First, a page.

|Olympus E-M10« »||4.7 in||3.2 in||1.8 in||14.0 oz||320||n||Jan 2014||699||-||Olympus E-M10|
|Olympus E-PL7« »||4.5 in||2.6 in||1.5 in||12.6 oz||350||n||Aug 2014||599||-||Olympus E-PL7|
|Olympus E-P5« »||4.8 in||2.7 in||1.5 in||14.8 oz||330||n||May 2013||999||-||Olympus E-P5|
|Olympus E-PL5« »||4.4 in||2.5 in||1.5 in||11.5 oz||360||n||Sep 2012||599||-||Olympus E-PL5|
|Panasonic GX85« »||4.8 in||2.8 in||1.7 in||15.0 oz||290||n||Apr 2016||799||Panasonic GX85|
|Panasonic LX7« »||4.4 in||2.7 in||1.8 in||10.5 oz||330||n||Jul 2012||499||-||Panasonic LX7|
The price is, of course, an important factor in any camera decision. The manufacturer’s suggested retail prices give an idea on the placement of the camera in the maker’s lineup and the broader market. The X10 was launched at a lower price than the E-M10 II, despite having a lens built in. Usually, retail prices stay at first close to the launch price, but after several months, discounts become available. Later in the product cycle and, in particular, when the replacement model is about to appear, further discounting and stock clearance sales often push the camera price considerably down.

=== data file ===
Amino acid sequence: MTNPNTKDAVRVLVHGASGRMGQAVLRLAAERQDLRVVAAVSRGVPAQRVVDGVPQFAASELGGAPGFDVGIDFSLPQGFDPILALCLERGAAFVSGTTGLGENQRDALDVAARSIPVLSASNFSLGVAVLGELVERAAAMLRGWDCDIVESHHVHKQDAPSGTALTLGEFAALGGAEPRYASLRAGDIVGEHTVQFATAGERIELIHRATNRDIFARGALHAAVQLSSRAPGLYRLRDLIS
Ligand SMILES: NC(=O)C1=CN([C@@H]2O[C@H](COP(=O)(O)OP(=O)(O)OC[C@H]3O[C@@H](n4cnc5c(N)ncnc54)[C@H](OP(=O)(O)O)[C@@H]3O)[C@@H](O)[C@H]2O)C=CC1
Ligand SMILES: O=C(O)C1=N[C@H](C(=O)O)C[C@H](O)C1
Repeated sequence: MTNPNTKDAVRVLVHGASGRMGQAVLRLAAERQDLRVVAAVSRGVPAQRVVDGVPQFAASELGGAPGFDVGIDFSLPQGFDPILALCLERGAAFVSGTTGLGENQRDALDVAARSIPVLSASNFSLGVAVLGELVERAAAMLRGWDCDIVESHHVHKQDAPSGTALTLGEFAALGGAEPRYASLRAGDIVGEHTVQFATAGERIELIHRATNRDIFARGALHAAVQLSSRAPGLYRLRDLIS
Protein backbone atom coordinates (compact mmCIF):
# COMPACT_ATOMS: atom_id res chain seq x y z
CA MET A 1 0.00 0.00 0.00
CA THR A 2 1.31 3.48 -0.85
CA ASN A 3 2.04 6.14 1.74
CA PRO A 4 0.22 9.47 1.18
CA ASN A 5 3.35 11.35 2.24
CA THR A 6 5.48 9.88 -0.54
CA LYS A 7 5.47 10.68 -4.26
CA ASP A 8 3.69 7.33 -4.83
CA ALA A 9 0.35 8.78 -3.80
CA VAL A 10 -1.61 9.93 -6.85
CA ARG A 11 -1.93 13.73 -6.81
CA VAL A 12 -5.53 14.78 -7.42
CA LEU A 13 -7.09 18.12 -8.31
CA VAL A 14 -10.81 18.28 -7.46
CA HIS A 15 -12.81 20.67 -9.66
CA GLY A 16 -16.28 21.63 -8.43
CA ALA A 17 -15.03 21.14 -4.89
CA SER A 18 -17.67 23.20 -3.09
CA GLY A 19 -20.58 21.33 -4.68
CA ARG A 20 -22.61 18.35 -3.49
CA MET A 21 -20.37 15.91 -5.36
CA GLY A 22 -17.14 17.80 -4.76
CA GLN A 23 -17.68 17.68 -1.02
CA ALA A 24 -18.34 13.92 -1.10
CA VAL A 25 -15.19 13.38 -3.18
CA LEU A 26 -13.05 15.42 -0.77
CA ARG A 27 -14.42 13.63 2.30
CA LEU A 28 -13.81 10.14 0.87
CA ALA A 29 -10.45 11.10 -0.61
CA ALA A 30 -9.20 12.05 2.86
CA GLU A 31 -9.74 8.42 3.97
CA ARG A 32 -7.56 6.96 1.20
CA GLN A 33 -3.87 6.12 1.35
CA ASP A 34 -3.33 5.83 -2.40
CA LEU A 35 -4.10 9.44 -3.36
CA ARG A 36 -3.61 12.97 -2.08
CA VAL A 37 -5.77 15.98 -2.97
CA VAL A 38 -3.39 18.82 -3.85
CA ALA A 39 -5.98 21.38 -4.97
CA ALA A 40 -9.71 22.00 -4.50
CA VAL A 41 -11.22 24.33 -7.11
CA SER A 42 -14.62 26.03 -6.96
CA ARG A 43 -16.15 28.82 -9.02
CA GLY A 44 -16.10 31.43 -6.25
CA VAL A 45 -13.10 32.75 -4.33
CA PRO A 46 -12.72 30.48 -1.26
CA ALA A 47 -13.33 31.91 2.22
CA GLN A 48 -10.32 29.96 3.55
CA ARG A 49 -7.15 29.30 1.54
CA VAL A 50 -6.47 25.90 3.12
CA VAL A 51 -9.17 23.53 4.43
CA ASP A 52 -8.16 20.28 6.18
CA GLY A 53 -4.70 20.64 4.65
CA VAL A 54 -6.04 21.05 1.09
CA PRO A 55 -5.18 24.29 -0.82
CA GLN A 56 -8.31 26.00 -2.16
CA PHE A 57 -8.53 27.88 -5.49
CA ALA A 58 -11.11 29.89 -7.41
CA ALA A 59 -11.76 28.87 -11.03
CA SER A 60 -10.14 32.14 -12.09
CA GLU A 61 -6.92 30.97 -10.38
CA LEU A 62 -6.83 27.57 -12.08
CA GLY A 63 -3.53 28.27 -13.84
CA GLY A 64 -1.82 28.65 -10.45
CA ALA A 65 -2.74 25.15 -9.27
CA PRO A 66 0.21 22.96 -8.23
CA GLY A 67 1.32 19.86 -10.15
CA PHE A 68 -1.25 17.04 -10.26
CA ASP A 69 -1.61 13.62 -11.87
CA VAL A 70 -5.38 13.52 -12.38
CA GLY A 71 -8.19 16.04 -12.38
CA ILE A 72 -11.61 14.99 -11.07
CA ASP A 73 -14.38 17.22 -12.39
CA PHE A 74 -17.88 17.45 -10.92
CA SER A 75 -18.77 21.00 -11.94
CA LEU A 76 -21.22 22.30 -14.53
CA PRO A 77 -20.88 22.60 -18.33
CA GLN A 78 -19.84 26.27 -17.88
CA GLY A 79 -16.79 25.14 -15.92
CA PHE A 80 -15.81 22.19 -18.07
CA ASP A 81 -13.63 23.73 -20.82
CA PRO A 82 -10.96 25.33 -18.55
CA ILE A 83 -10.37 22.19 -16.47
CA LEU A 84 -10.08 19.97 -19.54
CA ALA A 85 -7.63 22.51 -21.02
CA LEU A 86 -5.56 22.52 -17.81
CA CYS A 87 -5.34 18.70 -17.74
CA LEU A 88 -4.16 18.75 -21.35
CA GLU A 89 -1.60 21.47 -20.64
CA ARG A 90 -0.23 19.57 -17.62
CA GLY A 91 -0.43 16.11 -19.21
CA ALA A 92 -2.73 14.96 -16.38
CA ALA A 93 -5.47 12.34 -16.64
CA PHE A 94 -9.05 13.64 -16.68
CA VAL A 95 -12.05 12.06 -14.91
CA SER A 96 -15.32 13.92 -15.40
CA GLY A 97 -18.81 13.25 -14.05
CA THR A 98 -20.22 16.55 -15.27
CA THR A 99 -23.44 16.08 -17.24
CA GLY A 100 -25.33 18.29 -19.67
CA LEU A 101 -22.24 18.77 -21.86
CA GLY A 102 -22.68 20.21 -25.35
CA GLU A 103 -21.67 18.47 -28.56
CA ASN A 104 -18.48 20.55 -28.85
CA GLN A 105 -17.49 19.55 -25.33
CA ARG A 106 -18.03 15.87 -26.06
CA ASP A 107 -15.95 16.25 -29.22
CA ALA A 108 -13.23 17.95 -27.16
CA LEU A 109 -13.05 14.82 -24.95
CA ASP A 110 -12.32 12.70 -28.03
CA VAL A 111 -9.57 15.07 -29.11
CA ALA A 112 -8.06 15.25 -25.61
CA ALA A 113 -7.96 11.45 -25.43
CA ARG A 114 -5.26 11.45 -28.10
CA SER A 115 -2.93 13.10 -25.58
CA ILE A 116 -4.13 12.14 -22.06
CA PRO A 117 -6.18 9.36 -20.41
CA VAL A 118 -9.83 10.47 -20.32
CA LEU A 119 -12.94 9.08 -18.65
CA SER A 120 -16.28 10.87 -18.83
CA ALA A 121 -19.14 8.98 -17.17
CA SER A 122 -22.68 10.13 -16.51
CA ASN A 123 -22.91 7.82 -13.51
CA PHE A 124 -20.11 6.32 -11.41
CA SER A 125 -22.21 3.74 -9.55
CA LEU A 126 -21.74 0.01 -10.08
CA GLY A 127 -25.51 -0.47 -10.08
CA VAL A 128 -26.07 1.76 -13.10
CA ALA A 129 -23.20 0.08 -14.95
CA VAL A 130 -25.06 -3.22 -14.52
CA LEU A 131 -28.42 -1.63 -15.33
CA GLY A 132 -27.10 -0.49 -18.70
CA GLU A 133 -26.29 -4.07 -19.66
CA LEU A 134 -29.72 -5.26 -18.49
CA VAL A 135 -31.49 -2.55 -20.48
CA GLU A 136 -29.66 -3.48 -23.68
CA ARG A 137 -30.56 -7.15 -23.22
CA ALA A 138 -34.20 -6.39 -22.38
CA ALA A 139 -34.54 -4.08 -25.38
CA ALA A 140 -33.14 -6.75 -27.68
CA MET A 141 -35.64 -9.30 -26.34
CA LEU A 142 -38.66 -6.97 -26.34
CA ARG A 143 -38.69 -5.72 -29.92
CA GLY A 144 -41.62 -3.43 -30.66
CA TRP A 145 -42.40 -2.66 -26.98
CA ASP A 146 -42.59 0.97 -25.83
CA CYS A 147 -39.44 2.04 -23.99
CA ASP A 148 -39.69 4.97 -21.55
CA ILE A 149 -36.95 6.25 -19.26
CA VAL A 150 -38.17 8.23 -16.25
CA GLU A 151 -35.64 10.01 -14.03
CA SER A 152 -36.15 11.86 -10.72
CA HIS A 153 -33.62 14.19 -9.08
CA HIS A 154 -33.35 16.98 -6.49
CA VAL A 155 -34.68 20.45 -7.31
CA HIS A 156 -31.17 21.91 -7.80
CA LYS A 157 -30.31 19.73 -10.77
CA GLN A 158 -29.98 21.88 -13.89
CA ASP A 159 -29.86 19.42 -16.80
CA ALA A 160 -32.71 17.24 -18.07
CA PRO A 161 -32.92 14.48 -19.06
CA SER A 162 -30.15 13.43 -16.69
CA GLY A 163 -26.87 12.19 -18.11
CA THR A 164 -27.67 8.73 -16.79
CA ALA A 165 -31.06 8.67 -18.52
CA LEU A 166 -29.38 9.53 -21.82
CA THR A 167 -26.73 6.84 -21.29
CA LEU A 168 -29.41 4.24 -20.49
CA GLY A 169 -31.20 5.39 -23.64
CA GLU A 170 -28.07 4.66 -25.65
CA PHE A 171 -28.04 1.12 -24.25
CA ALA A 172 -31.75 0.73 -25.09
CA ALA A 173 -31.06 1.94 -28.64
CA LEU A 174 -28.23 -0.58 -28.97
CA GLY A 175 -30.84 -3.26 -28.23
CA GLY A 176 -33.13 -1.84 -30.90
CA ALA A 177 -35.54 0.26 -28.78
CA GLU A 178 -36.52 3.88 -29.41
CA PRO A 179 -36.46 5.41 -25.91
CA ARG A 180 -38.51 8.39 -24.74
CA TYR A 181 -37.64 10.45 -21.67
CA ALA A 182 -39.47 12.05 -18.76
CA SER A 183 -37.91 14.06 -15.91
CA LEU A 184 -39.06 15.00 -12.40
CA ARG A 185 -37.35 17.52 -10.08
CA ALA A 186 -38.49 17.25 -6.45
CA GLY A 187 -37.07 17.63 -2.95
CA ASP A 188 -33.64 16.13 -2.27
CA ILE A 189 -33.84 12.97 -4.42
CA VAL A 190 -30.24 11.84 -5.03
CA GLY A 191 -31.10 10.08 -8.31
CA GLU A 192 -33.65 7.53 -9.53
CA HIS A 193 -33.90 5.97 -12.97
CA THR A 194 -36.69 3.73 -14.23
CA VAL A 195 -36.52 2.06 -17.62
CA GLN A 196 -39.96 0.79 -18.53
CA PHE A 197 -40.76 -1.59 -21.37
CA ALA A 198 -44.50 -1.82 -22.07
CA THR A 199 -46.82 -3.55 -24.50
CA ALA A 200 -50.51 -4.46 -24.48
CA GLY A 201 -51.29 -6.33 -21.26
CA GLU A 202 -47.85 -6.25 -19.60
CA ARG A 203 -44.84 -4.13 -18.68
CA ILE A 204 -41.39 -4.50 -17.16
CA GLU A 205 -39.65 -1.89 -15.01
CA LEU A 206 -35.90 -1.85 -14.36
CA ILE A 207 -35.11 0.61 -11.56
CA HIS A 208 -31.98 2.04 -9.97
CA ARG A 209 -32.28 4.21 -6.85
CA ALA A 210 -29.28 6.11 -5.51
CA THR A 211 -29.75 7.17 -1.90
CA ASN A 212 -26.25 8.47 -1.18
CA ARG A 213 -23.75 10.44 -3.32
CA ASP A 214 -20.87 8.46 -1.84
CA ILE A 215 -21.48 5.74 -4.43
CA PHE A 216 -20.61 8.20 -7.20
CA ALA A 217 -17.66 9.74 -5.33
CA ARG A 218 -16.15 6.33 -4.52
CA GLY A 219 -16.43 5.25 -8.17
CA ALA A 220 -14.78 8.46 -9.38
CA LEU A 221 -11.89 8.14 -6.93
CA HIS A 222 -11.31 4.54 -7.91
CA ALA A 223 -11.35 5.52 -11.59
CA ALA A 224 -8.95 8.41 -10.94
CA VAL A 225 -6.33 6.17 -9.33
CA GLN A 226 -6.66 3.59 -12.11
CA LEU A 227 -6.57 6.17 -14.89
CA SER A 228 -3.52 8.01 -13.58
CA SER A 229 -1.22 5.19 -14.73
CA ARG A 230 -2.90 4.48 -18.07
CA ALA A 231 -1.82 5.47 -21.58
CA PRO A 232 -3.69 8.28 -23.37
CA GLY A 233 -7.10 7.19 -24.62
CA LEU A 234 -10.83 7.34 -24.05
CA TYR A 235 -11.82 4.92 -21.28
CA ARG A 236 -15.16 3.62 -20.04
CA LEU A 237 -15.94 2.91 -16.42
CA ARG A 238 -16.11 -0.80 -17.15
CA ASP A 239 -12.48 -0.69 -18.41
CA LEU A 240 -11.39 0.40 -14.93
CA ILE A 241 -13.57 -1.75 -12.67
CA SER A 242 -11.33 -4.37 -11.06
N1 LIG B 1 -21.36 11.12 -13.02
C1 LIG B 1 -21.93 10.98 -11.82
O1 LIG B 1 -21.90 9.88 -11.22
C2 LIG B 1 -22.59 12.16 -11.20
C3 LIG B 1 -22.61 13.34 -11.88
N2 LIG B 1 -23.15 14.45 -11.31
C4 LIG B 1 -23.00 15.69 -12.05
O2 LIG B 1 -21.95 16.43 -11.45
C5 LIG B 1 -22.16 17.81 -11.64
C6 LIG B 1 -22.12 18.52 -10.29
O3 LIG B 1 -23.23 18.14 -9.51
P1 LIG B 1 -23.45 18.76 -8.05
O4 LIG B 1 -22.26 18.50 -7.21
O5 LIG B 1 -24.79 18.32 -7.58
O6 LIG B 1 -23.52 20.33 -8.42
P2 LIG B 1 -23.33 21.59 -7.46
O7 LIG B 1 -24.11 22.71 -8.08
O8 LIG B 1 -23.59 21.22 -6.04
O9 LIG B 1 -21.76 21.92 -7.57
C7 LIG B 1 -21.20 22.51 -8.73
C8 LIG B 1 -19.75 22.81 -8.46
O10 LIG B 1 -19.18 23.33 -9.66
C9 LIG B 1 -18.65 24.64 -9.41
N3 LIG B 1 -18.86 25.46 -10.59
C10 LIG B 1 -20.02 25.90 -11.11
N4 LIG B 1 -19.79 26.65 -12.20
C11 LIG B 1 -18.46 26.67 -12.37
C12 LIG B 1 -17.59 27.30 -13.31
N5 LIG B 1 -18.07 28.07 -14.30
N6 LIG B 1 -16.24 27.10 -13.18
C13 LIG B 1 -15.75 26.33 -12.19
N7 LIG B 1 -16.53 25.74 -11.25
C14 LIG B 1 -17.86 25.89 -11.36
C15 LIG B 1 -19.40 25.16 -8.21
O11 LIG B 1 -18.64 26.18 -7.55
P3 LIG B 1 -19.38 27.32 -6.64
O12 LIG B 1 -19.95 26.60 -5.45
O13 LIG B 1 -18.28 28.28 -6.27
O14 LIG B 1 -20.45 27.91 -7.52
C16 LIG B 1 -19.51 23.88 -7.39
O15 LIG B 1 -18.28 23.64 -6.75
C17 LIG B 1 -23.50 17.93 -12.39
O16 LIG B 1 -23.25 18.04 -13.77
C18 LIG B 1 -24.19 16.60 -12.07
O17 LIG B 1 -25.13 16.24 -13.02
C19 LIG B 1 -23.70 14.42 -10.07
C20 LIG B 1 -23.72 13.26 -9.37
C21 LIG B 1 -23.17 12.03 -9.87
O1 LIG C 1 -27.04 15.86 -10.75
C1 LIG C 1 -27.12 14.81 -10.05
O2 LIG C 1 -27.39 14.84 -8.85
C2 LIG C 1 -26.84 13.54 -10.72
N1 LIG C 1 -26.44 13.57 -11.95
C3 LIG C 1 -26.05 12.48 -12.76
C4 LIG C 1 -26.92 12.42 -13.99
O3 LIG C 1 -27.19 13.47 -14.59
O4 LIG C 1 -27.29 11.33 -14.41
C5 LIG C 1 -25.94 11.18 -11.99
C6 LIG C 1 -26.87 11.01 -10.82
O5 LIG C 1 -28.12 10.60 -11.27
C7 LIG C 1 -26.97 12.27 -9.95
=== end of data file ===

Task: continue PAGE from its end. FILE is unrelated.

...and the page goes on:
Sensor comparison: Olympus E-M10 II vs Fujifilm X10
The size of the sensor inside a digital camera is one of the key determinants of image quality. A large sensor will tend to have larger individual pixels that provide better low-light sensitivity, wider dynamic range, and richer color-depth than smaller pixel-units in a sensor of the same technological generation. Moreover, a large sensor camera will give the photographer more control over depth-of-field in the image and, thus, the ability to better isolate a subject from the background. On the downside, larger sensors are more costly to manufacture and tend to lead to bigger and heavier cameras and lenses.
Of the two cameras under consideration, the Olympus E-M10 II features a Four Thirds sensor and the Fujifilm X10 a 2/3 sensor. The sensor area in the X10 is 74 percent smaller. As a result of these sensor size differences, the cameras have a format factor of, respectively, 2.0 and 3.9. Both cameras feature a native aspect ratio (sensor width to sensor height) of 4:3.